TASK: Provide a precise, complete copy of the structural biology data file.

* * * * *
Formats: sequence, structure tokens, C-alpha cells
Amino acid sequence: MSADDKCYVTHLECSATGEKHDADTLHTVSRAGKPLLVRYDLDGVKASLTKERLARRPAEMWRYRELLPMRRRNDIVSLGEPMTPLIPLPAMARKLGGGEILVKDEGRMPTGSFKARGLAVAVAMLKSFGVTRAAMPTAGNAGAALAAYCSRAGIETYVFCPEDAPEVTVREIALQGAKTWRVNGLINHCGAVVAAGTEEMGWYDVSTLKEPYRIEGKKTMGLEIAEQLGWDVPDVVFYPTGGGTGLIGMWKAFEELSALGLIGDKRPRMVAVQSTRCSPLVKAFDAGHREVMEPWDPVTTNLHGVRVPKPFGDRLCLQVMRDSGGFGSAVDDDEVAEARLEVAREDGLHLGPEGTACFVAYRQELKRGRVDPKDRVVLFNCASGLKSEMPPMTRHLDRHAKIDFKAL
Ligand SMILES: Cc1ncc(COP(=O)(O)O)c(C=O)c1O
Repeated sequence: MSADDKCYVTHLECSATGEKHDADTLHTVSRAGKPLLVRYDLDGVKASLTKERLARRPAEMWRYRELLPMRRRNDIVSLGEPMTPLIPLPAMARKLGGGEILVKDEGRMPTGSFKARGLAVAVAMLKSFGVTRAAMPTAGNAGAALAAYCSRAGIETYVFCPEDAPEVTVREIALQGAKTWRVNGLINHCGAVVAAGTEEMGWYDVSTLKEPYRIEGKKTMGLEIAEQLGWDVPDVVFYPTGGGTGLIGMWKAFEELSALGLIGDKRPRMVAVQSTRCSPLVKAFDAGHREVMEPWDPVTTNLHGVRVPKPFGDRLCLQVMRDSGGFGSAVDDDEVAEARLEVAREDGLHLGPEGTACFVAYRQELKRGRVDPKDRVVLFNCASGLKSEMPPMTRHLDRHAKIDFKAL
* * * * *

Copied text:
Formats: sequence, structure tokens, C-alpha cells
Amino acid sequence: MSADDKCYVTHLECSATGEKHDADTLHTVSRAGKPLLVRYDLDGVKASLTKERLARRPAEMWRYRELLPMRRRNDIVSLGEPMTPLIPLPAMARKLGGGEILVKDEGRMPTGSFKARGLAVAVAMLKSFGVTRAAMPTAGNAGAALAAYCSRAGIETYVFCPEDAPEVTVREIALQGAKTWRVNGLINHCGAVVAAGTEEMGWYDVSTLKEPYRIEGKKTMGLEIAEQLGWDVPDVVFYPTGGGTGLIGMWKAFEELSALGLIGDKRPRMVAVQSTRCSPLVKAFDAGHREVMEPWDPVTTNLHGVRVPKPFGDRLCLQVMRDSGGFGSAVDDDEVAEARLEVAREDGLHLGPEGTACFVAYRQELKRGRVDPKDRVVLFNCASGLKSEMPPMTRHLDRHAKIDFKAL
Ligand SMILES: Cc1ncc(COP(=O)(O)O)c(C=O)c1O
Repeated sequence: MSADDKCYVTHLECSATGEKHDADTLHTVSRAGKPLLVRYDLDGVKASLTKERLARRPAEMWRYRELLPMRRRNDIVSLGEPMTPLIPLPAMARKLGGGEILVKDEGRMPTGSFKARGLAVAVAMLKSFGVTRAAMPTAGNAGAALAAYCSRAGIETYVFCPEDAPEVTVREIALQGAKTWRVNGLINHCGAVVAAGTEEMGWYDVSTLKEPYRIEGKKTMGLEIAEQLGWDVPDVVFYPTGGGTGLIGMWKAFEELSALGLIGDKRPRMVAVQSTRCSPLVKAFDAGHREVMEPWDPVTTNLHGVRVPKPFGDRLCLQVMRDSGGFGSAVDDDEVAEARLEVAREDGLHLGPEGTACFVAYRQELKRGRVDPKDRVVLFNCASGLKSEMPPMTRHLDRHAKIDFKAL